What happened: The Zionsville Plan Commission unanimously approved a development plan amendment to demolish the existing structure at 700 Mulberry St., where Zionsville Community Schools plans to build an employee clinic and student service center.
What it means: The existing residence, a home which has been vacant for several years, will be demolished. An 8,200-square-foot building will be constructed in its place. The building will house a St. Vincent Wellness Center for ZCS employees, the school’s Food Service Dept. offices as well as child care services. Andrew Wert, land use professional at Church, Church, Hittle & Antrim law offices, represented ZCS at the meeting.
“In developing these plans, our team was very mindful of the residential neighborhood to the east, Pine Meadows,” Wert said.
Kathy Gilbert, a Pine Meadow resident, spoke in favor of the development.
“We’re just here in support of this entire project,” Gilbert said. “The school system has been absolutely delightful to work with.”
Access will be from the Zionsville Community High School campus to the west. The builders plan to preserve as many of the mature trees as possible. Residential elements, such as a pitched, shingled roof, will be included in the plans to help keep the residential feel.
What’s next: Specific building plans require approval before construction of the project can begin.
What happened: The commission passed a re-zoning of approximately 73 acres at 4250 S. SR 267 from agriculture to light industrial zoning.
What it means: The property, owned by Jig farms LLC, borders already developed industrial facilities and residential homes. The developer, VanTrust Real Estate LLC, has not specified tenants but plans to build two separate distribution facilities, one 200,000 square feet and the other 700,000 square feet. Plans also include a privacy fence and sound-buffering mechanisms.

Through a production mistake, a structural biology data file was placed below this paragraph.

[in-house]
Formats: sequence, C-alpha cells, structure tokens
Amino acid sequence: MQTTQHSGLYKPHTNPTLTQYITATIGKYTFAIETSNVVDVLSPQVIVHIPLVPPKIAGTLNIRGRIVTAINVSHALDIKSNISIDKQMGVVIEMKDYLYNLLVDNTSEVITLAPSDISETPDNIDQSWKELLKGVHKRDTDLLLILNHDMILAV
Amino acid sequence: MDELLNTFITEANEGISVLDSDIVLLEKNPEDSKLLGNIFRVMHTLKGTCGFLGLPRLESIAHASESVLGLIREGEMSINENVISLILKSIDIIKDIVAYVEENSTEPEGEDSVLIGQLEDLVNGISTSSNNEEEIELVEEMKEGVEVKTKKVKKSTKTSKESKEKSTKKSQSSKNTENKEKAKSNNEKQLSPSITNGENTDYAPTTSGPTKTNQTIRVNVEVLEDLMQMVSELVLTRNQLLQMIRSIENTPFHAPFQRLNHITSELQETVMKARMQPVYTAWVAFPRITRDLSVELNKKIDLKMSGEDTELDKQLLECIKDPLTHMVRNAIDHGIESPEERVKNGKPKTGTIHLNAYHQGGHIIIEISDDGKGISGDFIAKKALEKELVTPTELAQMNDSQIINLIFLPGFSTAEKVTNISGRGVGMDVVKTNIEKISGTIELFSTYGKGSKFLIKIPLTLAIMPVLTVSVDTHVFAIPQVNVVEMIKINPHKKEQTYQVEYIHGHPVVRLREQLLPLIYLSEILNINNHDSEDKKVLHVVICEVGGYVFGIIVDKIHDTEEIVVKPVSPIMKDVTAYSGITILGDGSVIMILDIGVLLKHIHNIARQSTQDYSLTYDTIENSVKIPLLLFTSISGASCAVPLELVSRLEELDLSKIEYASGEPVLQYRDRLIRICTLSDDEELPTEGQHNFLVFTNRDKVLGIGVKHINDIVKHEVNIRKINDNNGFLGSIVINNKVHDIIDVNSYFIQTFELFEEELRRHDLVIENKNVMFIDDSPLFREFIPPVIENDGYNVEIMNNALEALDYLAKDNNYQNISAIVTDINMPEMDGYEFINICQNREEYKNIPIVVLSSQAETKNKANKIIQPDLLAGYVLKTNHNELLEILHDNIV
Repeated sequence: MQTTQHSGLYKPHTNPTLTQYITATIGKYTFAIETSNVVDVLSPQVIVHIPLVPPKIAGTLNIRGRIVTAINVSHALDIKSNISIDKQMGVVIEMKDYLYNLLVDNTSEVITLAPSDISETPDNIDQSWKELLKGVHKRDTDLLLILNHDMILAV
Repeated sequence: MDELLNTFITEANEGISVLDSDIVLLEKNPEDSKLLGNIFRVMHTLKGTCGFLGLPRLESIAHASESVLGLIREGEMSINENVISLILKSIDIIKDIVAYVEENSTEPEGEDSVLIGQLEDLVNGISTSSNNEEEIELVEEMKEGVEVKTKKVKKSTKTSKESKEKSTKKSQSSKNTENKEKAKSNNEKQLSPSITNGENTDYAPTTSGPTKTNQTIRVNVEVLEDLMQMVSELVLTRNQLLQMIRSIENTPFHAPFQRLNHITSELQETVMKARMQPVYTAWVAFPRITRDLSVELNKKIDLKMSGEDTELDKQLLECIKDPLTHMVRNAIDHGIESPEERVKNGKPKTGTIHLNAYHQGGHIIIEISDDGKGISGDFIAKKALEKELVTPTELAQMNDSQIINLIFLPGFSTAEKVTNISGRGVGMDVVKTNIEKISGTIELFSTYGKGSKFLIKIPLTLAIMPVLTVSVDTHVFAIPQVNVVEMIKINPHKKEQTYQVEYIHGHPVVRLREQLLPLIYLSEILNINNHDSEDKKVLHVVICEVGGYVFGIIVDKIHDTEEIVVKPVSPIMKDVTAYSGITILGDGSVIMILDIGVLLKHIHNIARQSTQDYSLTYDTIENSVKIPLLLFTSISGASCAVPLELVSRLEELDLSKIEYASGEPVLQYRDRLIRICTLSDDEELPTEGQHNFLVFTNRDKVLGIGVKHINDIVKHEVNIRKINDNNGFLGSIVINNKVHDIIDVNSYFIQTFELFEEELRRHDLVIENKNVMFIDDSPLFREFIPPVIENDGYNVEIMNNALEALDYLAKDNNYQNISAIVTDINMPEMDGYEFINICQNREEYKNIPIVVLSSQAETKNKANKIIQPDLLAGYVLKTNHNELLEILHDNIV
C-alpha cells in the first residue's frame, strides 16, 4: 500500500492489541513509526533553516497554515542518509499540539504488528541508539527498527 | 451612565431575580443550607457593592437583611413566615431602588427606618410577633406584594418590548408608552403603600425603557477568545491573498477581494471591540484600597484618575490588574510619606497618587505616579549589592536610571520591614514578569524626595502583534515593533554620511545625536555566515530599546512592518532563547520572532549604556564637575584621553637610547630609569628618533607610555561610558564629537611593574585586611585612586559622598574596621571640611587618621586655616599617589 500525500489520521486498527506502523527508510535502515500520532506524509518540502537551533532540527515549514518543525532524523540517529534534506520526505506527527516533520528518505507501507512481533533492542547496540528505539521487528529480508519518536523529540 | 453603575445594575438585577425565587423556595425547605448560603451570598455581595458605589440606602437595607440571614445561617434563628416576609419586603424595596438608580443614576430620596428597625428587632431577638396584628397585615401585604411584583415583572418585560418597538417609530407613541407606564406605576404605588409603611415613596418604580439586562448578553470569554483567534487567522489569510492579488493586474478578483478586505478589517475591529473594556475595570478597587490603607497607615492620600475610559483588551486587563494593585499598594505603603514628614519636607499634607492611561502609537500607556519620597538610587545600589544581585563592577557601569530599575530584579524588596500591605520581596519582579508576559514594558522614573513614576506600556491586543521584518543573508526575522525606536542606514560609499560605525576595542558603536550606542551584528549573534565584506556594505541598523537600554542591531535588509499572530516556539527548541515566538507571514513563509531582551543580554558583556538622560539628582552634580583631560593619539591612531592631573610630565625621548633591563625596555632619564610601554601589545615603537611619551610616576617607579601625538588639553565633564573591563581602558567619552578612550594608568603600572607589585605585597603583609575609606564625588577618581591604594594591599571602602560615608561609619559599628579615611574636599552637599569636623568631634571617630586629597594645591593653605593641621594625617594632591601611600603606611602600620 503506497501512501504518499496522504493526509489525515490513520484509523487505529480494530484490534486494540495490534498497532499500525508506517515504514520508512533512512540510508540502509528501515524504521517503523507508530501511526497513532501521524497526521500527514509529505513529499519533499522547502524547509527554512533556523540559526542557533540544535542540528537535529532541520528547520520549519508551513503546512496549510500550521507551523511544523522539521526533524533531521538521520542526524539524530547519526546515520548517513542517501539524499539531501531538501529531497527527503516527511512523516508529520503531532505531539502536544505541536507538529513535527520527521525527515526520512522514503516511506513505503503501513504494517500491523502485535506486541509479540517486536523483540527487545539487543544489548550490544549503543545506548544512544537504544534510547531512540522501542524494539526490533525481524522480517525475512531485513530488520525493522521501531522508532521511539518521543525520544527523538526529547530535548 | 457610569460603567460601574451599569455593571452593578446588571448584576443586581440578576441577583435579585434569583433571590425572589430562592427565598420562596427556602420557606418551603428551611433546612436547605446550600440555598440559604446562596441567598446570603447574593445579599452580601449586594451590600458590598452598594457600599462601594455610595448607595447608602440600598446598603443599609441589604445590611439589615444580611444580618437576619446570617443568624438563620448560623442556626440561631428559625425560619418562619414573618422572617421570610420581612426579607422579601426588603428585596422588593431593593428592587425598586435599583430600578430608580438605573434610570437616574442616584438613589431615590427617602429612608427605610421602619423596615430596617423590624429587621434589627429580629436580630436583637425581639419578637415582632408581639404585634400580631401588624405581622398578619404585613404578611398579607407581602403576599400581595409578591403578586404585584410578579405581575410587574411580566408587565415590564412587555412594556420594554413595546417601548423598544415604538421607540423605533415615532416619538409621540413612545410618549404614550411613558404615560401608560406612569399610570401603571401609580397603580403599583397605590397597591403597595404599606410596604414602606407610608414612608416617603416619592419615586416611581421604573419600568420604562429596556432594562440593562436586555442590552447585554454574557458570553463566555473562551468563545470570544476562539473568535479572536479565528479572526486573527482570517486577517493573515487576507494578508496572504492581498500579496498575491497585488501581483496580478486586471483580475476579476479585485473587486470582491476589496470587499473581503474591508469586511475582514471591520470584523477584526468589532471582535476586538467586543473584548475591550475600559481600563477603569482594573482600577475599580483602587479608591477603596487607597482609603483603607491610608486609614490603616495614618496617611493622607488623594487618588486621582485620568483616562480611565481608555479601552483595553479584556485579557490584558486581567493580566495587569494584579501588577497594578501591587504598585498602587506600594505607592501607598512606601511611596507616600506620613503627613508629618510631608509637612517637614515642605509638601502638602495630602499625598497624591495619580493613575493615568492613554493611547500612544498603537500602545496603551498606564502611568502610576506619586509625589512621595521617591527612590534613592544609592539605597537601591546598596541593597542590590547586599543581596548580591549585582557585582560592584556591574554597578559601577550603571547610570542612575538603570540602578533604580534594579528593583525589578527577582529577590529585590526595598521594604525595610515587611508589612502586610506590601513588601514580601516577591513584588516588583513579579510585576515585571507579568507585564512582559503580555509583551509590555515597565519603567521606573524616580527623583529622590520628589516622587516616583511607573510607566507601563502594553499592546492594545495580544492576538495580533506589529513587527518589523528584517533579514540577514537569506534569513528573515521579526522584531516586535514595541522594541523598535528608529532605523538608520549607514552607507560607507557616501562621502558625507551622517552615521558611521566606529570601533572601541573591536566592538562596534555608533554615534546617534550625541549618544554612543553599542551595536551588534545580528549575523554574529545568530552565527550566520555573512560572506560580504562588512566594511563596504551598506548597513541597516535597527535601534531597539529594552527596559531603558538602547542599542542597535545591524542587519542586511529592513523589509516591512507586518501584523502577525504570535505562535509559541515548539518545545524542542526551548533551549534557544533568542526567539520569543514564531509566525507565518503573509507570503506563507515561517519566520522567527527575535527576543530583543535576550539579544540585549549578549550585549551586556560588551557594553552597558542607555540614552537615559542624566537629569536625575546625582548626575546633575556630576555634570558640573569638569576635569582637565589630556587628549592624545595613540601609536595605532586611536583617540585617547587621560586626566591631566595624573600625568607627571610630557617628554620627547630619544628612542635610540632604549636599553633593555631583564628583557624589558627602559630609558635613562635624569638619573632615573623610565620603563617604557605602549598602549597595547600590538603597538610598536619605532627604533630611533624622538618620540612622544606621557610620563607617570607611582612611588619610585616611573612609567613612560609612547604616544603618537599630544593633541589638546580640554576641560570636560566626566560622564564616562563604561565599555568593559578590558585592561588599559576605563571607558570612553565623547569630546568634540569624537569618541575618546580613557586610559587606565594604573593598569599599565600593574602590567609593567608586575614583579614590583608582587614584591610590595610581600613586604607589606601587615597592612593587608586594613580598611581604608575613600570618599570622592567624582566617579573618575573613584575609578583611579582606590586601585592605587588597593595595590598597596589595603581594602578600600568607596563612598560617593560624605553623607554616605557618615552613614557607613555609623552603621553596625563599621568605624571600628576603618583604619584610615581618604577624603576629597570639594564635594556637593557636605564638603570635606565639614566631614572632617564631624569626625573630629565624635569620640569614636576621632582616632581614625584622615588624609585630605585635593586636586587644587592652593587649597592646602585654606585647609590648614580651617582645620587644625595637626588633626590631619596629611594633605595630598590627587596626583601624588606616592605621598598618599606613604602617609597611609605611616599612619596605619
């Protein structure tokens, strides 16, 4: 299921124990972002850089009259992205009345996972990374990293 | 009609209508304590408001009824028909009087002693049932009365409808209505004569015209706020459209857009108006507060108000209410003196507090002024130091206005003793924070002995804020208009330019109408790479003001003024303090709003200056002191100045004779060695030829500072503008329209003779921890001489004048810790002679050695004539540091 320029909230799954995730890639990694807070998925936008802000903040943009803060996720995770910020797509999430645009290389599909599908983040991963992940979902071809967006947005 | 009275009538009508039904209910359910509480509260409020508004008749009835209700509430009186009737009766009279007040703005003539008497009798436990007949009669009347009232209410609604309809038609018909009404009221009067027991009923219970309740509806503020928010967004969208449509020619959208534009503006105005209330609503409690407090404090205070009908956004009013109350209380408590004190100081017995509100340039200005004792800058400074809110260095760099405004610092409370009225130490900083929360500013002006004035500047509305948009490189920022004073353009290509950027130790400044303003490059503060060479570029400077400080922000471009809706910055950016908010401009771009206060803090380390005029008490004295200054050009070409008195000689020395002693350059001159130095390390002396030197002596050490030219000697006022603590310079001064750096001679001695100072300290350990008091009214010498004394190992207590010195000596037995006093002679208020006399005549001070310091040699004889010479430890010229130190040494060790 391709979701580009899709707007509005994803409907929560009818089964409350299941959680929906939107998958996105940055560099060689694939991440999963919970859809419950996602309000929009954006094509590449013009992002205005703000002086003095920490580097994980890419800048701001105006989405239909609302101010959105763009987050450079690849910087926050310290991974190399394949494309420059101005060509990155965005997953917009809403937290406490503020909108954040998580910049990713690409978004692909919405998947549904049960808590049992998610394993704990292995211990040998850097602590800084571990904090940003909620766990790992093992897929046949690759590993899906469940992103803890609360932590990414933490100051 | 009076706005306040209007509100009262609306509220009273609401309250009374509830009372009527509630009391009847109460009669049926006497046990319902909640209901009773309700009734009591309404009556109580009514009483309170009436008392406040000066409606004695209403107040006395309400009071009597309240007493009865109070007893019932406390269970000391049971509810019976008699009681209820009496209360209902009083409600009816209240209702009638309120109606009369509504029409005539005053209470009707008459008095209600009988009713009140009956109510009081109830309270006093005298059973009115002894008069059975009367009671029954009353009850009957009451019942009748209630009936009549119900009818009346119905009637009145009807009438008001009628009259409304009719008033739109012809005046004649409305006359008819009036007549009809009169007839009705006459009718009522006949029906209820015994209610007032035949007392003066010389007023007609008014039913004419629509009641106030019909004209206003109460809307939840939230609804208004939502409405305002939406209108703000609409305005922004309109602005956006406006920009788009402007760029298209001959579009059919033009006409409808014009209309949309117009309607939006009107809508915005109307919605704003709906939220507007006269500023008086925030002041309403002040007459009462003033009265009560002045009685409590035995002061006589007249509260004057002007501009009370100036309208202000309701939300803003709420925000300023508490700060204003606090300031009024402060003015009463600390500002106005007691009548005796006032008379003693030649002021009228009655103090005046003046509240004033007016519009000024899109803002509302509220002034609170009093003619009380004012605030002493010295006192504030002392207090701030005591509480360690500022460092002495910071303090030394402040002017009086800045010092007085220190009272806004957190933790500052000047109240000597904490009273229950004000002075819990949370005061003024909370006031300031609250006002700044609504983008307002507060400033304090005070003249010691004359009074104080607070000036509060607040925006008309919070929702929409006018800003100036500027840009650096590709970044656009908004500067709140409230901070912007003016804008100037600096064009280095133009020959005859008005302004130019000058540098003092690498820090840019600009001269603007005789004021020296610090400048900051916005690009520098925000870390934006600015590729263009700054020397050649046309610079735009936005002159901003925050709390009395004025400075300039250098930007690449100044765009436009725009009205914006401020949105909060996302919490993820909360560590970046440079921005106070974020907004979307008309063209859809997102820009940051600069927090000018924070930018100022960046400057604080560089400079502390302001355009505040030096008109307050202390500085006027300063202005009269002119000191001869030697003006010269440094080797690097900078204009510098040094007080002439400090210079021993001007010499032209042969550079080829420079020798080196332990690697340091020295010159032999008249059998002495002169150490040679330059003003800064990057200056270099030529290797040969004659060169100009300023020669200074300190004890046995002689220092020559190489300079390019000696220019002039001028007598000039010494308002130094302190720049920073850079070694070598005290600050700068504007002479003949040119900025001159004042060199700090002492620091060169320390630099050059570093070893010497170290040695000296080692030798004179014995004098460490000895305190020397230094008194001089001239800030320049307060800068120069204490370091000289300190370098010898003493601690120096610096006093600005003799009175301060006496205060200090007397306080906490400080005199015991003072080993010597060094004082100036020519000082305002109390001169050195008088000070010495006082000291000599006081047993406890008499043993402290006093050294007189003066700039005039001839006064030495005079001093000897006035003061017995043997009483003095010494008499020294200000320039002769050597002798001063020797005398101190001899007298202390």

Craig Triscari, a resident of the Saratoga neighborhood which backs up to the area, spoke on behalf of neighboring families, saying that they would be less averse to retail development but do not want industrial development
“It is literally right on top of residential homes,” Triscari said. “The community in general is not in support of an industrial area.”
Because of the distance between the facilities and neighboring homes, two berms, a pond and landscaping were added to the plan. Attorney Matt Price, representing the developer, said it is the best compromise for the area.
What’s next: Specific building plans will be proposed and presented to the Plan Commission.
What happened: Nearly 60 acres owned by the State Bank of Lizton at 8602 E. 500 South, the site which was originally proposed for the Little League regional headquarters, was approved to become the site of a 78-lot Pulte Homes subdivision.
What it means: Members of Zionsville’s Plan Commission and several Zionsville residents debated for nearly two hours about the plans. Kevin Schiferl, owner of a neighboring home, publicly called into question the ability of one Plan Commission member, Michael Rinebold, to be impartial because of his previous involvement with the Little League development. It was decided that Rinehold was in compliance with commission rules and was allowed to vote.
The area, at the southwest corner of CR 500 and 875 E., was annexed and rezoned in 2008 and has undergone multiple different development proposals. Nine community members who live nearby asked that Pulte consider building less homes on the area, citing water pressure and drainage issues and concerns that the homes will not blend aesthetically with the rest of the area.
Vicki Westbrook, who lives on 550 South, which backs up to the development, said, “My question to Pulte is, ‘Why not build less homes?’ You could do 20 less homes to make it a nicer neighborhood with larger lot sizes.”
Michael Lyons, also a resident of 500 South, said he has a legally approved shooting range in his backyard and is concerned about safety if homes are built behind him.
Price said the proposed buffer and home setbacks will provide enough space between the development and neighboring homes.
The plans passed with a 4-2 approval from the Plan Commission.
What’s next: Plans for the development will go before the Zionsville Town Council for approval.